Women on boards: strong narrative, weak evidence

Via William of Ockham, this article:

Bitcoin legal expert Carol Van Cleef recently told the World Economic Forum that at the North American Bitcoin Conference she noticed only five of the 300 to 400 delegates were women.

Here’s my theory: women tend to prefer, and do better in, large firms in established industries rather than in small organisations in emerging sectors.

For a woman attending a corporate event, there is nothing more glaringly obvious than being in the clear minority. There are times I have been at events when half the women present are wait-staff rather than guests.

Similarly, I’m usually the tallest person in every corporate event I go to. Where are all the other giraffes?

It’s a familiar story for many women who work in male-dominated industries. Some of the top tech companies in the world, like Facebook, Microsoft and Google, have less than 20% of tech roles filled by women and only about a quarter of their leadership roles.

Yeah, James Damore provided an explanation for this and it cost him his livelihood.

The reality is out of step with the data. Research shows that diverse teams bring higher returns, better long-term strategy and increased workplace engagement.

Firstly, I think the sources in that link deserve a thorough going over, but not in this post. Secondly, are we supposed to believe these giant tech companies, who are happy to sell people’s personal data to the highest bidder in order to steal an inch on their rivals, are leaving millions on the table because they don’t want to employ more women? This seems unlikely.

For tech companies that are striving to become the next unicorn, or at least hold out until the next funding round, it’s a wonder they aren’t clamouring for more women, more diversity and more innovative thinking.

Why yes, whatever can explain such strange behaviour?

Jeffery Hollender, professor of sustainability at NYU Stern, told Business Insider:

“The truth is you will perform better financially by doing things like having a great sustainability program, by having women on your board and in your senior management and by treating your employees well and ensuring that they’re owners of the company. Those things translate into better financial performance.”

If you follow the link, the basis of Hollender’s remarks is a study from 1986(!) which compared the performance of 45 companies that encourage employee stock ownership with similar companies that don’t encourage employee ownership. They found stock ownership schemes had “positive effects” on measures like growth and worker participation. So clearly we need to employ more women.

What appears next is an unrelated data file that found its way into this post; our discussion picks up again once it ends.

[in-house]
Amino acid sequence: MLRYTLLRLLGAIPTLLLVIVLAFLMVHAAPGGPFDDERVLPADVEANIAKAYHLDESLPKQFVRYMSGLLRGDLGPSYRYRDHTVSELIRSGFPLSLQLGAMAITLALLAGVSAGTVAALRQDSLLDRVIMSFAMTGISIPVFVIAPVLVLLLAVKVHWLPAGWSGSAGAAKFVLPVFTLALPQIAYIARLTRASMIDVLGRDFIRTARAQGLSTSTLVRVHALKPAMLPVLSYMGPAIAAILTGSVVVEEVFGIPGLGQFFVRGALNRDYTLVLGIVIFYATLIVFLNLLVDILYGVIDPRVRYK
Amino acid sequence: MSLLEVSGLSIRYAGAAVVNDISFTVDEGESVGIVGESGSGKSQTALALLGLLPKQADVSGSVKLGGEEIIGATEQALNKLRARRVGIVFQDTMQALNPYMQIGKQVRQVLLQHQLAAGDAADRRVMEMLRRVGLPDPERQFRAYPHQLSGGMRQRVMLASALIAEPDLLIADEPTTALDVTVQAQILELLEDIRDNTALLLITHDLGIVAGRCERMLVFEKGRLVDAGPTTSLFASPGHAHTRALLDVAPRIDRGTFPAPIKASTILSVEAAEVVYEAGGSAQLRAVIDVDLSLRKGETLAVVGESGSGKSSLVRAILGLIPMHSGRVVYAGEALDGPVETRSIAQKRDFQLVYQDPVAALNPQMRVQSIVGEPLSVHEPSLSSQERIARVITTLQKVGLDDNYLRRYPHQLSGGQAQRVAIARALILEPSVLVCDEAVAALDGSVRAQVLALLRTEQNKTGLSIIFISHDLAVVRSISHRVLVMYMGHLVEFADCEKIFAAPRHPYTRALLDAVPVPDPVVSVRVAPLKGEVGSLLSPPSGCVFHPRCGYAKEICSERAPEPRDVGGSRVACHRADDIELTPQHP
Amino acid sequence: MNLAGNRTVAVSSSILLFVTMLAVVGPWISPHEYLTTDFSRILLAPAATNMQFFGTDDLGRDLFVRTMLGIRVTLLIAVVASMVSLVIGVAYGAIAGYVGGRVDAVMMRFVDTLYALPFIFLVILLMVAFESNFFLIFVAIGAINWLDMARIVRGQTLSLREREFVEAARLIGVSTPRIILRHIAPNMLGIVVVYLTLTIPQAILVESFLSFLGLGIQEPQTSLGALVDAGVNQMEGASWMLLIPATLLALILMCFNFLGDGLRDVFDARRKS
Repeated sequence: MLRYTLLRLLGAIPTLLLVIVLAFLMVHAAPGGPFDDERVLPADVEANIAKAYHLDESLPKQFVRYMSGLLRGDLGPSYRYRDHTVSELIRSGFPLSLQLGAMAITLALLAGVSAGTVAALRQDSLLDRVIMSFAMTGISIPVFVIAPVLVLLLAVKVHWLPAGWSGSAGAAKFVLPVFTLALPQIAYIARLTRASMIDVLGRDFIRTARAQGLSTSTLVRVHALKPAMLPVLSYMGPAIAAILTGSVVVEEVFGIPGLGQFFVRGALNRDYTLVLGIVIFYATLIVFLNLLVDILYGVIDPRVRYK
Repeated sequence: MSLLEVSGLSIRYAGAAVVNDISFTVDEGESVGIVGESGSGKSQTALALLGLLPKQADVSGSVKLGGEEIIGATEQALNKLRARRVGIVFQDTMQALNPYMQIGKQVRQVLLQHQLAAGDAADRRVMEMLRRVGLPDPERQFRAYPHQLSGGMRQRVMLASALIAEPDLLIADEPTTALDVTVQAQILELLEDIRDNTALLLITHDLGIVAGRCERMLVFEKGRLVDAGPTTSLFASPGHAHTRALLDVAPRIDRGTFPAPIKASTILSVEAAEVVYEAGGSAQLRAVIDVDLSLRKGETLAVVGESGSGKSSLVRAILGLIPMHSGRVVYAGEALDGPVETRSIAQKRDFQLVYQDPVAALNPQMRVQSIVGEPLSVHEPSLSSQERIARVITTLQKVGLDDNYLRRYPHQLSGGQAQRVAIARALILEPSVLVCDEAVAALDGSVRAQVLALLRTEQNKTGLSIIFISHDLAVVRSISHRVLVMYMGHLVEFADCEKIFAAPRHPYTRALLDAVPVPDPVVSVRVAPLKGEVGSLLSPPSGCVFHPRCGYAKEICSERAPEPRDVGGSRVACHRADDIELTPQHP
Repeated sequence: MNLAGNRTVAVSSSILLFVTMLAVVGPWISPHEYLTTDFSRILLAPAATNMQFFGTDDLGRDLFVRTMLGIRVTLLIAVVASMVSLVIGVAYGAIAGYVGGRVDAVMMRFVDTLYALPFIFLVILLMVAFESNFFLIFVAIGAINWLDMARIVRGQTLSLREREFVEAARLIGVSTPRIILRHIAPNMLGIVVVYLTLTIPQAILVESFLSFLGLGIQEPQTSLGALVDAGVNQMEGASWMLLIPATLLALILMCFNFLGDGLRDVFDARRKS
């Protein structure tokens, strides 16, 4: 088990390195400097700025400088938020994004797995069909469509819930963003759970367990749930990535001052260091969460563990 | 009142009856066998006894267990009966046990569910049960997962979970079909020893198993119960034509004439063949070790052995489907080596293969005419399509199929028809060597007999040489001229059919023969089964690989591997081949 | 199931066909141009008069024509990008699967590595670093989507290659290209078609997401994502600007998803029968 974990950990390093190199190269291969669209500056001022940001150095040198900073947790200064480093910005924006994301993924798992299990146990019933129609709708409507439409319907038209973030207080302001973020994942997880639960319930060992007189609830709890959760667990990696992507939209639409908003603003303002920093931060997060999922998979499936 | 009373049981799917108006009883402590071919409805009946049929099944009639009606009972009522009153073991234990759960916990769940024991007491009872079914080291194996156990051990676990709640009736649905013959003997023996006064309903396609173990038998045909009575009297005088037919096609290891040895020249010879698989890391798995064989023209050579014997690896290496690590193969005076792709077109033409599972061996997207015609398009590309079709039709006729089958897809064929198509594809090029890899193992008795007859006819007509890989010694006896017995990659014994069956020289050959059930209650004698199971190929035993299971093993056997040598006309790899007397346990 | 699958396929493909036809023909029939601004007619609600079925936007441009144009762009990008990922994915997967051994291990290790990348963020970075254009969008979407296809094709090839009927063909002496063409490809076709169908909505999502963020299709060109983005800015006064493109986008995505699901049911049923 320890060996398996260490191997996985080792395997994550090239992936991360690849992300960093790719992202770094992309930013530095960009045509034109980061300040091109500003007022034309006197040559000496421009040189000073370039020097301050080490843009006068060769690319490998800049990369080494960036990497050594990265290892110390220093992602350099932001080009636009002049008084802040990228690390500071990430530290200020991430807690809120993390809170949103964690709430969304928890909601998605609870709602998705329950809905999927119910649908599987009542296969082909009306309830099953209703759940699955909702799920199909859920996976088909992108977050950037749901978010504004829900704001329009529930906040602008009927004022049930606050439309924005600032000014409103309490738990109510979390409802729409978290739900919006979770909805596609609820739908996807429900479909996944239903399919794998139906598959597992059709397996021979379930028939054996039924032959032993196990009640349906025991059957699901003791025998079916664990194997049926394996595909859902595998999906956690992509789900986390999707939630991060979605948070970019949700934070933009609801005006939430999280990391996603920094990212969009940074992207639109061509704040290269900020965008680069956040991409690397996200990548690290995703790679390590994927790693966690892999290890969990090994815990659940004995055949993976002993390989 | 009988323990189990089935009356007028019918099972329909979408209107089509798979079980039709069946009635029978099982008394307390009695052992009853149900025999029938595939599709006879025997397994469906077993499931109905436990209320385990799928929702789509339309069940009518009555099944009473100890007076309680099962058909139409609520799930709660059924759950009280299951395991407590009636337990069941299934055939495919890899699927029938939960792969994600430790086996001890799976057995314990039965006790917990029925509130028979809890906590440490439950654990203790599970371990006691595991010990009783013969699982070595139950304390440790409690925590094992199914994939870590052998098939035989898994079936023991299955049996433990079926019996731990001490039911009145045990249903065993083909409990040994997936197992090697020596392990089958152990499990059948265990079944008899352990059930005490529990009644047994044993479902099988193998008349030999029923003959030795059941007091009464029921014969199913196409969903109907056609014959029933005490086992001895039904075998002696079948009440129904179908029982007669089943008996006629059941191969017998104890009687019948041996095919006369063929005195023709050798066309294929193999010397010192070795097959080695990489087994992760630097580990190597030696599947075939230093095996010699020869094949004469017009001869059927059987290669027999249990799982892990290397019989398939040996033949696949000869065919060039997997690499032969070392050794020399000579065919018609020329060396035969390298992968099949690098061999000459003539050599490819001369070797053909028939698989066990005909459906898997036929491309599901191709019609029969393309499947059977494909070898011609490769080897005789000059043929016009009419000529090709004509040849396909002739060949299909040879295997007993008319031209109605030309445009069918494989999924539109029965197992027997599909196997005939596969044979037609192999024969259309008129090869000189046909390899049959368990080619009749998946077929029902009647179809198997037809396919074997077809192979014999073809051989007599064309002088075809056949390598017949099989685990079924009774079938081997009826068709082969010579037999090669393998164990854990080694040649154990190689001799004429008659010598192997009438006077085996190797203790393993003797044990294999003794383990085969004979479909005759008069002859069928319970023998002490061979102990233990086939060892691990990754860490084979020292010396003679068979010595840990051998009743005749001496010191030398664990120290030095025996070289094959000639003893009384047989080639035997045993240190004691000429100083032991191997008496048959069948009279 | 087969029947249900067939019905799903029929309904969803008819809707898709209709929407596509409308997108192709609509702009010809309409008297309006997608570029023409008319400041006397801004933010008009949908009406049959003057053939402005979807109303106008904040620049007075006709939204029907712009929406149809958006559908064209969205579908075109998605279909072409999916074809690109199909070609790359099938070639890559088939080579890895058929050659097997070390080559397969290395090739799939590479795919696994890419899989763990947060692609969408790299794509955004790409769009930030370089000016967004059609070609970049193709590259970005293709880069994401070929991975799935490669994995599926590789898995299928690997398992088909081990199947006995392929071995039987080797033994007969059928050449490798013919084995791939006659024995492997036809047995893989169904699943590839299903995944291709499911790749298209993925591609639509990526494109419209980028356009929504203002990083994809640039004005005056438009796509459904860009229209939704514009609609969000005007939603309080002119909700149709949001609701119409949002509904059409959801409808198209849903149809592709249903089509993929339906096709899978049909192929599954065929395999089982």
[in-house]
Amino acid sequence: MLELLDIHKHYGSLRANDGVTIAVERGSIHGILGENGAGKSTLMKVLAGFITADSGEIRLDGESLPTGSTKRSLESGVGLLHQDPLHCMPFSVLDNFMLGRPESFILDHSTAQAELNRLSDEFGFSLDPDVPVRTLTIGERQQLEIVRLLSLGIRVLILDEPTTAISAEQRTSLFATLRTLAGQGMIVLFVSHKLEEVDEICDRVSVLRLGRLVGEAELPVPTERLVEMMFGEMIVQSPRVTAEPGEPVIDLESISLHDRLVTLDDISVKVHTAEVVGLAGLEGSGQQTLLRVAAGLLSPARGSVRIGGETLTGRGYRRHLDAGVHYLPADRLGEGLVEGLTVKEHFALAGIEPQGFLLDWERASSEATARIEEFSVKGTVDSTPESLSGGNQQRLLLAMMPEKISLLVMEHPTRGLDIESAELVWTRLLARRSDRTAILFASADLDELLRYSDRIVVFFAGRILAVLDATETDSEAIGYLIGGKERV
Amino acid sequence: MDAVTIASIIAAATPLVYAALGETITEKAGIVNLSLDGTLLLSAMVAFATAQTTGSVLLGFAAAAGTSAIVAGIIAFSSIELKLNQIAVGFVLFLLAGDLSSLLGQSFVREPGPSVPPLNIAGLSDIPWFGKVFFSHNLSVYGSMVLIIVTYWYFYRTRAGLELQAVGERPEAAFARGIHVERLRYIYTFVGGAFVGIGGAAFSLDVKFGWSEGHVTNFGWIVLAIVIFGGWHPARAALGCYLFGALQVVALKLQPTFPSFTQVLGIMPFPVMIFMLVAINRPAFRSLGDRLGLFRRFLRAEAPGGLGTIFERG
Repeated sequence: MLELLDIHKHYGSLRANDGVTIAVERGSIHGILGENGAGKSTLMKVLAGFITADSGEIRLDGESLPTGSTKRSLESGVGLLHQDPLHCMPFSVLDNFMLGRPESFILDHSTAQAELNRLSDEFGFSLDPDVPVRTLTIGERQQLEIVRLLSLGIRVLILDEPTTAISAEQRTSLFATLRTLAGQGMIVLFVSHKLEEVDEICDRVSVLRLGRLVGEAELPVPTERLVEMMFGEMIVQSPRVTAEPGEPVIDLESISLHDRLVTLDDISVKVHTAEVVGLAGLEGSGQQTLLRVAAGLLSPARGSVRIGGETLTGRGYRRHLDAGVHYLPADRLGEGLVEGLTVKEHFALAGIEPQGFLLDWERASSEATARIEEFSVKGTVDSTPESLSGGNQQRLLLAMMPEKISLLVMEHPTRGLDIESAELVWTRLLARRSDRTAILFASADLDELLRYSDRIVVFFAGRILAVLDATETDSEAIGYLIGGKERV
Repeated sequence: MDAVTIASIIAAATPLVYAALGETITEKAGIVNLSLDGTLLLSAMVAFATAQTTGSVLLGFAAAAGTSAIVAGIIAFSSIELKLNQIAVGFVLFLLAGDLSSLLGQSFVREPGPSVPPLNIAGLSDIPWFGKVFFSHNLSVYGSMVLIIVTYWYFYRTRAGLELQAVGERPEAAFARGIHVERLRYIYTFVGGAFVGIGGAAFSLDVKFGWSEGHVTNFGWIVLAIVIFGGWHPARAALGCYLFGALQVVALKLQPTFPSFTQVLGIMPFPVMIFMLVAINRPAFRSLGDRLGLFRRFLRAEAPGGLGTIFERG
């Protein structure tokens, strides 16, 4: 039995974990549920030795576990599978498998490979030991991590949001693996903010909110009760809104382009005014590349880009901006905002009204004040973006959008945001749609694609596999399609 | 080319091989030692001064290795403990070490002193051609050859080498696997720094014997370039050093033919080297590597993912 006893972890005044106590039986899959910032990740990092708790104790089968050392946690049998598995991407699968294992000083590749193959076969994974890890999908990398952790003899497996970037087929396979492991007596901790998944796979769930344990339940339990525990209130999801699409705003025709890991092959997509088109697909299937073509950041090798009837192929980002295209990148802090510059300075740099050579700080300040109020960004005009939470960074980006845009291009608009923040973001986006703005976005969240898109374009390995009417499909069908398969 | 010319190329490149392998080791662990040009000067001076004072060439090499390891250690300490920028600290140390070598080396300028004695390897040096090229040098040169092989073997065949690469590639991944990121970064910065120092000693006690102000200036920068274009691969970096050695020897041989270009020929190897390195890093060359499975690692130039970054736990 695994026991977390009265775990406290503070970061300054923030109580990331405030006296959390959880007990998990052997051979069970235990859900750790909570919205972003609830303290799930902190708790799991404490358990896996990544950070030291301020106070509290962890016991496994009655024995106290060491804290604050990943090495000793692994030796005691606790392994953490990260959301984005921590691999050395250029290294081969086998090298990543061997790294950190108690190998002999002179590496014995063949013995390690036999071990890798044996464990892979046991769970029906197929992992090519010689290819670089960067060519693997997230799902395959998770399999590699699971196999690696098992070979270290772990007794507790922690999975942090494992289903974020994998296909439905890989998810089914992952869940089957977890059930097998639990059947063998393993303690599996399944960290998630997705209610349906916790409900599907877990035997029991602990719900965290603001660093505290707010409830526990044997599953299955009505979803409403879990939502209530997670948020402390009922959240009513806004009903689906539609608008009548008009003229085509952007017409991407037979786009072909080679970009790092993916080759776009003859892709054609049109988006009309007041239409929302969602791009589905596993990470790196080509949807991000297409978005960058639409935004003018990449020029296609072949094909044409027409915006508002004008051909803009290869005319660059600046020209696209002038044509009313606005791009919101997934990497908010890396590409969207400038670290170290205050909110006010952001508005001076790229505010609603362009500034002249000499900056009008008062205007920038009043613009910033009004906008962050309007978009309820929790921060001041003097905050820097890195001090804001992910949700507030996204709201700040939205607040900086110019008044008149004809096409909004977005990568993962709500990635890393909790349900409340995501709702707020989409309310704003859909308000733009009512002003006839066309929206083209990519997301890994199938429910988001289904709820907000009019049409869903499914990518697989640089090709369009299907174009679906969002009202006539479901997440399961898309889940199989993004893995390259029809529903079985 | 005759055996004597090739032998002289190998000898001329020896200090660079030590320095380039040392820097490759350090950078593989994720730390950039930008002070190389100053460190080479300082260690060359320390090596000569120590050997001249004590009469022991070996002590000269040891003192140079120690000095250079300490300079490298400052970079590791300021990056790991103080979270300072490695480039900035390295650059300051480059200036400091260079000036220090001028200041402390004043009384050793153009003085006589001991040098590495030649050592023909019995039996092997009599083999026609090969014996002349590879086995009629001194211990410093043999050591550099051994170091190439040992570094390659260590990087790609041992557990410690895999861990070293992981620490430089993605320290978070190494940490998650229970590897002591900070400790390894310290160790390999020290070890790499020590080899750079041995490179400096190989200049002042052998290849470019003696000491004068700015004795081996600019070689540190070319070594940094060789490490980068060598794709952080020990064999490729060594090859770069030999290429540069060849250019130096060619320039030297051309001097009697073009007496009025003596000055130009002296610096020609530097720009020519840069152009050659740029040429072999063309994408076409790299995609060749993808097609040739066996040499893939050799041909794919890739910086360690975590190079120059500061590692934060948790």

While it’s easy to understand the importance of diversifying investment portfolios some struggle to grasp the same need to reduce risk by diversifying your board membership and leadership team.

While it’s easy to understand you shouldn’t carry all your eggs in one basket, some struggle to grasp the need to carry a cow pat along with the eggs.

A recent study showed that while “homogeneous groups felt more confident about their decisions than diverse groups, the former groups’ decisions were more often wrong compared to those of diverse groups.”

If you follow the link you find that claim is based on this study, whose executive summary says (emphasis mine):

MSCI ESG Research’s research shows that companies in the MSCI World Index with strong female leadership generated a Return on Equity of 10.1% per year versus 7.4% for those without (as of September 9, 2015, measured on an equal-weighted basis), confirming previous research, though we could not establish causality.

Note that the MSCI World Index consists of giant corporations in each country; the article began by complaining of the dearth of women at a Bitcoin conference. Rather than the MSCI’s study being evidence that having women on boards brings about superior performance, I contend it shows simply that large, established corporations with plenty of money now employ more women. The other study cited in the linked article says:

Women’s presence in corporate leadership is positively correlated with firm characteristics such as size as well as national characteristics such as girls’ math scores, the absence of discriminatory attitudes toward female executives, and the availability of paternal leave. The results find no impact of board gender quotas on firm performance, but they suggest that the payoffs of policies that facilitate women rising through the corporate ranks more broadly could be significant.

Which is hardly going to send executives rushing to hire more women, is it? Back to the original article: